Supreme Court says no to DNA patents on ‘nature’

KWIKA partner Jonathan Steinsapir was quoted by Bloomberg’s Bureau of National Affairs in Tony Dutra’s piece about the U.S. Supreme Court’s recent decision that invalidates several thousand patents dealing with the isolation of DNA.

The gist of the decision is that simply isolating certain genes without changing them in some way is not a patentable process.  To be eligible for a patent, an inventor must change the DNA in some way, resulting in “complementary DNA,” or cDNA for short.  However, the Court left the door open for synthetic versions of genes, indicating they would be new creations and therefore eligible for registration.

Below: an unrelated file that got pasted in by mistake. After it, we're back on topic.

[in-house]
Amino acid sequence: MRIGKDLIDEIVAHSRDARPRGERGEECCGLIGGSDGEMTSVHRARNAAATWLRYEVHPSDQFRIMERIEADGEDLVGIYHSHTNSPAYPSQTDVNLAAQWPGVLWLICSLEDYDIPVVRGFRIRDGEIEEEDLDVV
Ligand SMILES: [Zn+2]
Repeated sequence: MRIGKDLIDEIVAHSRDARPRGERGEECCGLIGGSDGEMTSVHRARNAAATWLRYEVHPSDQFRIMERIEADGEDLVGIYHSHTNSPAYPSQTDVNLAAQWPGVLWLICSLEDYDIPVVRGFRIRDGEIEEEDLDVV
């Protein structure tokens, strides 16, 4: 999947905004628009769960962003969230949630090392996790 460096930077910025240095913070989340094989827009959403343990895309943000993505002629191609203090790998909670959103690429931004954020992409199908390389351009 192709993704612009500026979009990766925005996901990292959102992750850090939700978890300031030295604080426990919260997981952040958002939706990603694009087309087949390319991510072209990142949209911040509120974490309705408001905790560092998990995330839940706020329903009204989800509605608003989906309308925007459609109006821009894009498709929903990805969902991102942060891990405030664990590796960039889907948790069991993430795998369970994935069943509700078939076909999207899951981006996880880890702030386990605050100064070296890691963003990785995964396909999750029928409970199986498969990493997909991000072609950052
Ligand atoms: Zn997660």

Reactions from lawyers and other experts were wide-ranging, with many believing it will take specific challenges in the form of new cases to clarify the specific application of the ruling.  Jonathan was one who didn’t hold back with his comments:

“District judges deal with more complicated technology than what was involved here every day, without the benefit of amicus briefs from the finest lawyers and scholars in the world, moreover.  What message does this send to district judges regarding the effort they should put into such cases?  What message does this send to the public regarding the legitimacy of patent verdicts based on lay juries’ decisions concerning such technology?”